LTS2 is a team of researchers led by Prof. Pierre Vandergheynst working within the Institute of Electrical Engineering of the EPFL, one of the two Swiss federal institutes of technology. The main part of our research activities focuses on modern challenges in data processing.
The joint expertise of the acoustic group extends the LTS2 research landscape to audio engineering and electroacoustics.
— Nonlinear distortions are not favored in audio systems, except in the cases where they contribute to the DNA of music genres (eg. heavy metal or electronic music). However, nonlinear membrane sound absorbers are known to allow absorbing acoustic energy through a physical phenomenon known as Targeted Energy Transfer. When triggered by high enough sound pressure levels, energy can be transferred from the incident sound pressure to higher harmonics vibration components of the membrane, leading to a net loss of energy in the acoustic domain, as thoroughly described in the literature on Nonlinear Energy Sinks. This is exactly the aim of the Nonlinear ElectroAcoustic Resonators (NEAR) presented in our paper, published in Physical Review Applied , where a loudspeaker is used as an active membrane absorber, through an hybrid active impedance control scheme. Such device tweaks the loudspeaker to act as an “active” nonlinear membrane resonator, mimicking the behavior of a cubic stiffness, exhibiting Target Energy Transfer phenomena even for excitation levels that are 1’000 times lower than the one reported in the literature. This study paves the way to a new generation of Active Nonlinear Energy Sinks, outperforming the existing concepts so far, for better sound absorption at low frequencies.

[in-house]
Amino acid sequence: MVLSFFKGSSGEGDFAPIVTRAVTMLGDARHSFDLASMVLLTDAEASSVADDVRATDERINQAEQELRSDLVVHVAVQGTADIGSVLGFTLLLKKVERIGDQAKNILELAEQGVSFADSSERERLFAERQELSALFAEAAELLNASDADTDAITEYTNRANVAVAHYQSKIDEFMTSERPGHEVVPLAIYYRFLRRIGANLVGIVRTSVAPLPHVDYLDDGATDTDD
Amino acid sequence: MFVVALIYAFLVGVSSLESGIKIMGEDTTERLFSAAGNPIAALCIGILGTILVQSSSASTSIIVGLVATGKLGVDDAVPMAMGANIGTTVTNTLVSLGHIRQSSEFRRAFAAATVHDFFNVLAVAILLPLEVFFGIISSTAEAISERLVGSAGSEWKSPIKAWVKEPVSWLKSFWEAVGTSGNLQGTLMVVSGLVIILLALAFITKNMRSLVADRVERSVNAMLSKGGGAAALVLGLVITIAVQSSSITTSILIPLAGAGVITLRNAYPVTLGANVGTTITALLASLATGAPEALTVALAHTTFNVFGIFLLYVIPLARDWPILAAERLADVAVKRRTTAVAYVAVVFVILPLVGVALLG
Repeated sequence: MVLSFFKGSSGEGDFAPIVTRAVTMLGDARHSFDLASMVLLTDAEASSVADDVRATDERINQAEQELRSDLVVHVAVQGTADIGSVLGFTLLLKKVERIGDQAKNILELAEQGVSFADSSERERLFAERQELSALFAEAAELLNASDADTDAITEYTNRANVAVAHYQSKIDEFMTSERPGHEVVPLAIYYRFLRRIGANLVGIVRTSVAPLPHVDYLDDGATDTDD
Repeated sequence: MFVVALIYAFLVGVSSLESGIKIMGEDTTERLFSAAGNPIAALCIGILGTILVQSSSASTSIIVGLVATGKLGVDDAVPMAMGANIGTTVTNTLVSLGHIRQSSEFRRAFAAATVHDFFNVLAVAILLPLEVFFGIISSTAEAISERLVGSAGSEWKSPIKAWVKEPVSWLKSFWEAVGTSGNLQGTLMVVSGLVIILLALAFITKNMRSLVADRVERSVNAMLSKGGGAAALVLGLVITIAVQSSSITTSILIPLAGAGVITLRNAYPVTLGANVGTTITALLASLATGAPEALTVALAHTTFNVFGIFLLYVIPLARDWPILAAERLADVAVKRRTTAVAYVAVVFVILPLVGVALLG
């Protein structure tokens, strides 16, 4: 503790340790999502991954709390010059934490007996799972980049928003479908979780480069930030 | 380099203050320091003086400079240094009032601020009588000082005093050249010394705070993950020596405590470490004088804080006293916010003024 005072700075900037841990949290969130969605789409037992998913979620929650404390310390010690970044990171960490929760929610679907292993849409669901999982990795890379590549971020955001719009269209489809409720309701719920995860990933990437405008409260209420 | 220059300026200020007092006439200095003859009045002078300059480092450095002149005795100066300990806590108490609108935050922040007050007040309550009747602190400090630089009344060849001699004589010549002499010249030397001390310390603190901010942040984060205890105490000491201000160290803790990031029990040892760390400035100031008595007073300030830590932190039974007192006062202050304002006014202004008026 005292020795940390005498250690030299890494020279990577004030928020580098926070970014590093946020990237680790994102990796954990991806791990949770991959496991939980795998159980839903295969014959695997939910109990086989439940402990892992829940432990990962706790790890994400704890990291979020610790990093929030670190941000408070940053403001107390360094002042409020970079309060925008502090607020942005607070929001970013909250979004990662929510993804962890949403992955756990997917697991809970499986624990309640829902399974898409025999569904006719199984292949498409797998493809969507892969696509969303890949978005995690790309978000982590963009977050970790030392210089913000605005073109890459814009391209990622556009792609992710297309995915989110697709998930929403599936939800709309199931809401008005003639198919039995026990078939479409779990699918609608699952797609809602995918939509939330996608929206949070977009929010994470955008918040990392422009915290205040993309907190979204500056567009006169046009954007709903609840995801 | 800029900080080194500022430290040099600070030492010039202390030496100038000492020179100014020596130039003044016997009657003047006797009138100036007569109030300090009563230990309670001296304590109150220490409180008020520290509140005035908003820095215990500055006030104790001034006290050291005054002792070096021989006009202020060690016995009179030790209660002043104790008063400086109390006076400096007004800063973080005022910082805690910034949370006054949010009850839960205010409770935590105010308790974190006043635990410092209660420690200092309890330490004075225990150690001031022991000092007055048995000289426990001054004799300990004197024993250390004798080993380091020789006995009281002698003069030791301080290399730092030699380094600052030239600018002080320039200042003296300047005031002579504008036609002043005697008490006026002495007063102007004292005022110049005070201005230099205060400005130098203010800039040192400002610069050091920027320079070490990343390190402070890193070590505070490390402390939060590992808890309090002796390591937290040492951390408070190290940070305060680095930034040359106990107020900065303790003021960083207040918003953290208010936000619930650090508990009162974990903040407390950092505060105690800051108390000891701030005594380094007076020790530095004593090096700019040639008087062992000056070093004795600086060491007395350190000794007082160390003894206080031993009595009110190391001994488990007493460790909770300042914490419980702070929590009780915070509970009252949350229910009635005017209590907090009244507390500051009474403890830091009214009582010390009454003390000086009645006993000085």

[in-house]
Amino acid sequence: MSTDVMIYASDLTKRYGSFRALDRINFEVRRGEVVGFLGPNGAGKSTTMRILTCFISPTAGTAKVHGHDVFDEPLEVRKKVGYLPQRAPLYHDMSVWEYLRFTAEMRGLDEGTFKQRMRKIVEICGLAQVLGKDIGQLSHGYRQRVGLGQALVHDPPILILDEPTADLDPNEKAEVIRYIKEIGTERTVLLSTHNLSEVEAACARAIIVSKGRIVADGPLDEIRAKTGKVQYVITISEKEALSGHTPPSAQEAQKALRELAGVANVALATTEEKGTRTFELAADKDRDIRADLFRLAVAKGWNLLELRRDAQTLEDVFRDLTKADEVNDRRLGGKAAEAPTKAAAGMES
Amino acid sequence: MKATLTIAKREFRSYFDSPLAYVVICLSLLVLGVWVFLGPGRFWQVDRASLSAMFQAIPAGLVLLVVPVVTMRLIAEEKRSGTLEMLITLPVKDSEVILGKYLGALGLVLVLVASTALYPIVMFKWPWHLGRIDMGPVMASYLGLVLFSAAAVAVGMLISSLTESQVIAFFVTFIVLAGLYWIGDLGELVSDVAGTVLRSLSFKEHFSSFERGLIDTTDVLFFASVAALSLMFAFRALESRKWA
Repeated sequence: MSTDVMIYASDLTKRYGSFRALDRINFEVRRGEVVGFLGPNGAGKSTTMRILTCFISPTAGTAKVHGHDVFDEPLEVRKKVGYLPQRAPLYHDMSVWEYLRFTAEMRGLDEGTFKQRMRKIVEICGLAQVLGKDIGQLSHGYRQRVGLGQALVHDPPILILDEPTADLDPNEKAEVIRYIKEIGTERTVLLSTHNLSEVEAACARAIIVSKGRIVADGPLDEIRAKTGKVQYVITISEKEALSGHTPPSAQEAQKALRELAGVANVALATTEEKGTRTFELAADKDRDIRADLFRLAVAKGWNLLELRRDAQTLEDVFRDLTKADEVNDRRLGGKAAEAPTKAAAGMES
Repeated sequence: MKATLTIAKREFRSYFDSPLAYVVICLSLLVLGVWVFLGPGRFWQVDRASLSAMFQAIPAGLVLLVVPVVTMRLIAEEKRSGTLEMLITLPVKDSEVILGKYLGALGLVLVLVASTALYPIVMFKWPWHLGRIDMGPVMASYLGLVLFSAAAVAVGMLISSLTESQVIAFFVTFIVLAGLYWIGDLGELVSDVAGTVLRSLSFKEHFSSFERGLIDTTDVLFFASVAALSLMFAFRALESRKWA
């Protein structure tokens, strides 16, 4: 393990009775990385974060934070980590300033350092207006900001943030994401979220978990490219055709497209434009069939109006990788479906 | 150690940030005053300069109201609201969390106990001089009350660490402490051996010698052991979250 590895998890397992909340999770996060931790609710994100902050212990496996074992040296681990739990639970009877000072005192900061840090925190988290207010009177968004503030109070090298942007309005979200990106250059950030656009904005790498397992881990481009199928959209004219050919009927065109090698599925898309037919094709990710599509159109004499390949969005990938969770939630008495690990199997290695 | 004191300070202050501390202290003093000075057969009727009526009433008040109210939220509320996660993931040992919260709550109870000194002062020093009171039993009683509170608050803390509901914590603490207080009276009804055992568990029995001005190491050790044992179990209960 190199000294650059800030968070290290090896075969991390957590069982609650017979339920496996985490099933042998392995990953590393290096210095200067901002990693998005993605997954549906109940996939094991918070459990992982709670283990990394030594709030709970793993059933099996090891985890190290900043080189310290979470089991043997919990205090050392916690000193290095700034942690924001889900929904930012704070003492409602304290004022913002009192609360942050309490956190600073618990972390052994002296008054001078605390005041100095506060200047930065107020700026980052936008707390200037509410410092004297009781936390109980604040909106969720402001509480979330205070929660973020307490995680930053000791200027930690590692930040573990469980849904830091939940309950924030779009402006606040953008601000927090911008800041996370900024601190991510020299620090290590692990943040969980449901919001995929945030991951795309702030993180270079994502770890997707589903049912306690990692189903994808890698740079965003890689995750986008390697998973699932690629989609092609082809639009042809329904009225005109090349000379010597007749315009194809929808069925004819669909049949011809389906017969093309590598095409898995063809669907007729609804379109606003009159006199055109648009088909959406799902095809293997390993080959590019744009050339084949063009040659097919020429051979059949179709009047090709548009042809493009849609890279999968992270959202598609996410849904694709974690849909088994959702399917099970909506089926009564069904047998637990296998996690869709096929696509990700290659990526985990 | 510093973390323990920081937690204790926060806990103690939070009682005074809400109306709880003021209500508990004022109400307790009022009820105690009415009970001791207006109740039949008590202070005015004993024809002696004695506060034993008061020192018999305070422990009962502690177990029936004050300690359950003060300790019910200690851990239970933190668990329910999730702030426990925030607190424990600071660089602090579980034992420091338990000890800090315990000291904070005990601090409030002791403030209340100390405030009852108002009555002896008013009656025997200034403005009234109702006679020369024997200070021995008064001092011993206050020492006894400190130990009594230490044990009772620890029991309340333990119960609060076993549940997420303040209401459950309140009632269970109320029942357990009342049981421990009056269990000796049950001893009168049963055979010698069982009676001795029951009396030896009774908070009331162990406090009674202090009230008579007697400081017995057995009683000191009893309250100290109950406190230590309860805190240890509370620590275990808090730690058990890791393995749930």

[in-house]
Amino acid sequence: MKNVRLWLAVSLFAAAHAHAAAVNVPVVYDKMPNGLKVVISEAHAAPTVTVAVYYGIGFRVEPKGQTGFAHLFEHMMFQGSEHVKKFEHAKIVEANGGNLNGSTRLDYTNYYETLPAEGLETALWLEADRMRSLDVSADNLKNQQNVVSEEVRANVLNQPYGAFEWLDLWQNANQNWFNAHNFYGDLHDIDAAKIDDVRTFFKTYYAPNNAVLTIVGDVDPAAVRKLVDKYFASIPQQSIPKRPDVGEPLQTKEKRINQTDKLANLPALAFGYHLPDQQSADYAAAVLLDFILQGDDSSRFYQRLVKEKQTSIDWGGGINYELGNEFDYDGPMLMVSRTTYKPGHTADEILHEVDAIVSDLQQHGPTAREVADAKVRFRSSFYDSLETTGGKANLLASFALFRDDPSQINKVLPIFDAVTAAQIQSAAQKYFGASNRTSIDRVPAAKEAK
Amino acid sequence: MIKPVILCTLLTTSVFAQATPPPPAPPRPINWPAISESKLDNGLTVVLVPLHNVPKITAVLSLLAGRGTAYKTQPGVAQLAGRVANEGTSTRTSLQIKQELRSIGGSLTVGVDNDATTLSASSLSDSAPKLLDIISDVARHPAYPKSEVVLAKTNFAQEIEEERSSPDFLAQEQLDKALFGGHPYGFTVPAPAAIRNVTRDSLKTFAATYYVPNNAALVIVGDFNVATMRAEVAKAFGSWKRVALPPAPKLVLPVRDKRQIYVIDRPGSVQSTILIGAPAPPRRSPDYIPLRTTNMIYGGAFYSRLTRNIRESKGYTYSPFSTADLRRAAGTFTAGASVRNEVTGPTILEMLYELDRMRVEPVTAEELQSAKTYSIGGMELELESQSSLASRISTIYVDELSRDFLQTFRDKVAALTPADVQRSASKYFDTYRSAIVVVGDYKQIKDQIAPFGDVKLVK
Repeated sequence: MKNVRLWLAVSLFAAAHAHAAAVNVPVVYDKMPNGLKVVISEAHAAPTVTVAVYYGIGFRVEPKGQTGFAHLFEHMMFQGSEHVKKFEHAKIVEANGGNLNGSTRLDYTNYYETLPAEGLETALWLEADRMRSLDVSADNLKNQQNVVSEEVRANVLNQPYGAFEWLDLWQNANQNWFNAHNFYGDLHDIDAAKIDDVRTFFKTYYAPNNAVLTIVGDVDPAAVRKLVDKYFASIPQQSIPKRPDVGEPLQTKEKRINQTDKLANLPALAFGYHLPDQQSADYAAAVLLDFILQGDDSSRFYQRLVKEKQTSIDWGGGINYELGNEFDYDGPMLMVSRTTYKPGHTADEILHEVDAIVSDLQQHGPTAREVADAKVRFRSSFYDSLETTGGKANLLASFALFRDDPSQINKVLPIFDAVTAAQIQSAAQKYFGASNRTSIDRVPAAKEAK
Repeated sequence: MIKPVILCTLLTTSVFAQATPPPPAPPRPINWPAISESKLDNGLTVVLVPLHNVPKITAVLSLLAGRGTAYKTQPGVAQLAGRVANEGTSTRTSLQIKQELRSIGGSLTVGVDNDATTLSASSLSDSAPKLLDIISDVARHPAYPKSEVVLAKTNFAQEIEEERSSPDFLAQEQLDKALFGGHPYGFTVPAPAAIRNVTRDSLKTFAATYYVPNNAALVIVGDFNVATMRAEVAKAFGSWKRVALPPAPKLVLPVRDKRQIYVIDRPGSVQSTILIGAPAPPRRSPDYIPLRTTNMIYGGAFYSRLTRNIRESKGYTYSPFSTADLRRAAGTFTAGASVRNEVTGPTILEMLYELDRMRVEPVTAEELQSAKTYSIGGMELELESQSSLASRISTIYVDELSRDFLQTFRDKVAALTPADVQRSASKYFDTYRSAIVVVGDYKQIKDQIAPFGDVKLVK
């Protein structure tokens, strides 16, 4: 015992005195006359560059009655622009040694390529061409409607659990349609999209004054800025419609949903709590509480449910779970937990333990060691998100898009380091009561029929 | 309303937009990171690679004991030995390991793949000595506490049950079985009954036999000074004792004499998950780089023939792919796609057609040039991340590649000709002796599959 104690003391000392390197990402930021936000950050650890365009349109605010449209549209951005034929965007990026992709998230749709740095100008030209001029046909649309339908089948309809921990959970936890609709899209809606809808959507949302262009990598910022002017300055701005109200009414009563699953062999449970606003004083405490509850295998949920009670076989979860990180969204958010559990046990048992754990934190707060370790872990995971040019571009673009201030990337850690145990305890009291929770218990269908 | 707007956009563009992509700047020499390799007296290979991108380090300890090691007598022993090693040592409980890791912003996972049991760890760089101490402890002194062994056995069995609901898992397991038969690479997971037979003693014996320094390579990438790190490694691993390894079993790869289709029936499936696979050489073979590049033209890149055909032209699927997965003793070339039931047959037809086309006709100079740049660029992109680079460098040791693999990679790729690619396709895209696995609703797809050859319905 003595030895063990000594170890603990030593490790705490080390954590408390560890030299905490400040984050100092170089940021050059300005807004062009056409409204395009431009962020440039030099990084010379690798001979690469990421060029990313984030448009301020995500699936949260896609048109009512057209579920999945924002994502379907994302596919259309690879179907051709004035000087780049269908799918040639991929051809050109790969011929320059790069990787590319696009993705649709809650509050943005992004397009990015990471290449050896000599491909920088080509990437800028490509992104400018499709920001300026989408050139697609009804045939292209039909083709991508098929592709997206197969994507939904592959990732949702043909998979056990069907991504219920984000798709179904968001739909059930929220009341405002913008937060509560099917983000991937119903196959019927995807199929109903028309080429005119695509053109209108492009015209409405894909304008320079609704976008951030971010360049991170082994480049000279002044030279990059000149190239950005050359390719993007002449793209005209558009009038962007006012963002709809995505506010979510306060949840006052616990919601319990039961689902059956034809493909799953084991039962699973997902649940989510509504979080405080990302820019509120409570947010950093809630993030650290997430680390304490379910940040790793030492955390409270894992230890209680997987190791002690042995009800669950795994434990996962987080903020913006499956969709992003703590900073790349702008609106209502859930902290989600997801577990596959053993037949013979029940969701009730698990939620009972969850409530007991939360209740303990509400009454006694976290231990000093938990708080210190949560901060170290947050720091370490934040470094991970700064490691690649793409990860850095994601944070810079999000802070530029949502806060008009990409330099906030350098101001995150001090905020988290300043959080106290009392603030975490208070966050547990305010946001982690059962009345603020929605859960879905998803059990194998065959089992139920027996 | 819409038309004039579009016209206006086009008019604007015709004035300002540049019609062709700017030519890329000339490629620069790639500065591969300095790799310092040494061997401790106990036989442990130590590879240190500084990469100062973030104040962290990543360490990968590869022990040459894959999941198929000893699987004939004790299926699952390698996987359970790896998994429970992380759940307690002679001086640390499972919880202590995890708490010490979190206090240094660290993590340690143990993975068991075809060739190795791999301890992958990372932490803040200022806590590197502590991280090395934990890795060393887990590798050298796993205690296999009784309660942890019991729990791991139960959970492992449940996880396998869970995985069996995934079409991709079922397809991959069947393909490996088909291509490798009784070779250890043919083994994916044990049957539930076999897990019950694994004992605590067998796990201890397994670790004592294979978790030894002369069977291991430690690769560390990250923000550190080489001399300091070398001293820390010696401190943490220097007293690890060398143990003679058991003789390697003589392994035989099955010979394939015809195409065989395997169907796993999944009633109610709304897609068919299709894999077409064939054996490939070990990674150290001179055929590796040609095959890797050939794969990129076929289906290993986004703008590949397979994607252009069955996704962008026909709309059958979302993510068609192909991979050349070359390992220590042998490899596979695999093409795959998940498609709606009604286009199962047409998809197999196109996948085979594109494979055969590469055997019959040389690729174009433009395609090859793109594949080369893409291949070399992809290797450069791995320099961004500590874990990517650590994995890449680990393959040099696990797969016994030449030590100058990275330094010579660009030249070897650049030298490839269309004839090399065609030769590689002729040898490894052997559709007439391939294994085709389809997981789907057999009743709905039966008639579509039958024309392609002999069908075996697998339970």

— Have you ever visited a Wikipedia page to answer a question, only to find yourself clicking from page to page, until you end up on a topic wildly different from the one you started with? If so, not only are you not alone, but chances are that other people have taken the same roundabout route from, say, “Game of Thrones” to “Dubrovnik” to “tourist attraction” to “world’s biggest ball of twine”.
— Most naturally occurring materials have a disordered atomic structure that interferes with the propagation of both sound and electromagnetic waves. When the waves come into contact with these materials, they bounce around and disperse – and their energy dissipates according to a highly complex interference pattern, diminishing in intensity. That means it’s virtually impossible to transmit data or energy intact across wave-scattering media and fully leverage the potential of wave technology. For an example, you need look no further than your smartphone – the geolocation function works less well inside buildings where radiofrequency waves scatter in all directions. Other potential applications include biomedical imaging and geological surveying, where it’s important to be able to send waves across highly disordered media.